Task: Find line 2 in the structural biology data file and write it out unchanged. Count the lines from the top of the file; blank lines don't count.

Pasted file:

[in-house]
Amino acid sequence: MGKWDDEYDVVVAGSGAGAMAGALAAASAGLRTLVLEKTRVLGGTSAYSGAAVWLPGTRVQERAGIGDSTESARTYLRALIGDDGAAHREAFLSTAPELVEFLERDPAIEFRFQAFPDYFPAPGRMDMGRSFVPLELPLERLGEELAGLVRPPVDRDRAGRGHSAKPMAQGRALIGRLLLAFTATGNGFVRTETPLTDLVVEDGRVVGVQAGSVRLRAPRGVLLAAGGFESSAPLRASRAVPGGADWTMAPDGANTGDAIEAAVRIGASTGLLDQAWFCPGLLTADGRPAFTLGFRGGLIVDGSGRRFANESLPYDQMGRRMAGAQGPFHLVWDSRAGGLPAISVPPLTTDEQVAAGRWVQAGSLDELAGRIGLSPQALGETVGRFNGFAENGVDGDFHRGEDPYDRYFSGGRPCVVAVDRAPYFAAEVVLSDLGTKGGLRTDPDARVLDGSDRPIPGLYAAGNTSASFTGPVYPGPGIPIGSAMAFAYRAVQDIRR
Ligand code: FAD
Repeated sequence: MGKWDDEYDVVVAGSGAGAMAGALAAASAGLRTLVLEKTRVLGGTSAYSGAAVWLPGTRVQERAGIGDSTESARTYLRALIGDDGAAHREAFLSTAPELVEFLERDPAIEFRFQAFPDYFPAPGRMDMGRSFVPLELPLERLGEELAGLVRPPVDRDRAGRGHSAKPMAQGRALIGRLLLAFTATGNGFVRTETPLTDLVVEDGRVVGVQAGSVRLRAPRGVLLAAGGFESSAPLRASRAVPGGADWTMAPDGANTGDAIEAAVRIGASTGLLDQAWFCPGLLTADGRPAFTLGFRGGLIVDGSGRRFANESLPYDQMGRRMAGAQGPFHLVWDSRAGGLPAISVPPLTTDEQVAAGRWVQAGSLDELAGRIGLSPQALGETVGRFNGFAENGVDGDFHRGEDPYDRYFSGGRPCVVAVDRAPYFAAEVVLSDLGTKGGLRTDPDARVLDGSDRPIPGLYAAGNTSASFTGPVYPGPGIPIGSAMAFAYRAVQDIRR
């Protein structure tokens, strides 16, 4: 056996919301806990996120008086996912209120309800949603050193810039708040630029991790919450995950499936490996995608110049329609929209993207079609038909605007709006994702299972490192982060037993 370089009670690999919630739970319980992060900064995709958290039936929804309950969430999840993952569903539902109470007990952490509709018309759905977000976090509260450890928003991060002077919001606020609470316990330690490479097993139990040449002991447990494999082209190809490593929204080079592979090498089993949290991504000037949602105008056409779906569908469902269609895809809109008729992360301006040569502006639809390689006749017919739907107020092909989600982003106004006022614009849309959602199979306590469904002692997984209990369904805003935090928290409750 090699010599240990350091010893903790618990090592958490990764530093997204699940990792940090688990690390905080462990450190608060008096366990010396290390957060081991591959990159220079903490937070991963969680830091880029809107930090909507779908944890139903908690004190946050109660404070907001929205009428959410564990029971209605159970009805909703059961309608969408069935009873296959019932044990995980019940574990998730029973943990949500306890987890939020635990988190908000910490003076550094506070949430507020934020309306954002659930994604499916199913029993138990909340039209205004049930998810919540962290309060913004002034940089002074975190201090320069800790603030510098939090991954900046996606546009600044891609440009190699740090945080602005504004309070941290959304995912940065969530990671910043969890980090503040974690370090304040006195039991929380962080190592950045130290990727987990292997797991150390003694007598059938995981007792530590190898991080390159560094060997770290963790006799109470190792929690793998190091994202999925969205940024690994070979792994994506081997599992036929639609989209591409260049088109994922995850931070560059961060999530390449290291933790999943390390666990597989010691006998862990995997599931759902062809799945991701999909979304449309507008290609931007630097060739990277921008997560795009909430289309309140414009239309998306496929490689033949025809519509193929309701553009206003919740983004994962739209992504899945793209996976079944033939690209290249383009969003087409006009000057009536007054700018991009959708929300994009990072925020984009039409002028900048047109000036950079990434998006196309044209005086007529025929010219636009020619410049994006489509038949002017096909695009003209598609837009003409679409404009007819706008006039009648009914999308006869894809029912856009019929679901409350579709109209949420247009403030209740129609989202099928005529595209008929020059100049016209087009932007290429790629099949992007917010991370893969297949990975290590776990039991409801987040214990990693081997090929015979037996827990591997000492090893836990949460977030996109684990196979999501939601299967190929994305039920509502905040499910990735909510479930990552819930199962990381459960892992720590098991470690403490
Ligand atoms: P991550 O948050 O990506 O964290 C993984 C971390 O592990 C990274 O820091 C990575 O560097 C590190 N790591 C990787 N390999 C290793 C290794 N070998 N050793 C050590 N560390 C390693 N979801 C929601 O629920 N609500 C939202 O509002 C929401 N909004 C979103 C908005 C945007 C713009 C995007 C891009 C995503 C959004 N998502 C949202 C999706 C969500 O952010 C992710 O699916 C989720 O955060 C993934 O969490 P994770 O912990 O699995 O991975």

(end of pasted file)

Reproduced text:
Amino acid sequence: MGKWDDEYDVVVAGSGAGAMAGALAAASAGLRTLVLEKTRVLGGTSAYSGAAVWLPGTRVQERAGIGDSTESARTYLRALIGDDGAAHREAFLSTAPELVEFLERDPAIEFRFQAFPDYFPAPGRMDMGRSFVPLELPLERLGEELAGLVRPPVDRDRAGRGHSAKPMAQGRALIGRLLLAFTATGNGFVRTETPLTDLVVEDGRVVGVQAGSVRLRAPRGVLLAAGGFESSAPLRASRAVPGGADWTMAPDGANTGDAIEAAVRIGASTGLLDQAWFCPGLLTADGRPAFTLGFRGGLIVDGSGRRFANESLPYDQMGRRMAGAQGPFHLVWDSRAGGLPAISVPPLTTDEQVAAGRWVQAGSLDELAGRIGLSPQALGETVGRFNGFAENGVDGDFHRGEDPYDRYFSGGRPCVVAVDRAPYFAAEVVLSDLGTKGGLRTDPDARVLDGSDRPIPGLYAAGNTSASFTGPVYPGPGIPIGSAMAFAYRAVQDIRR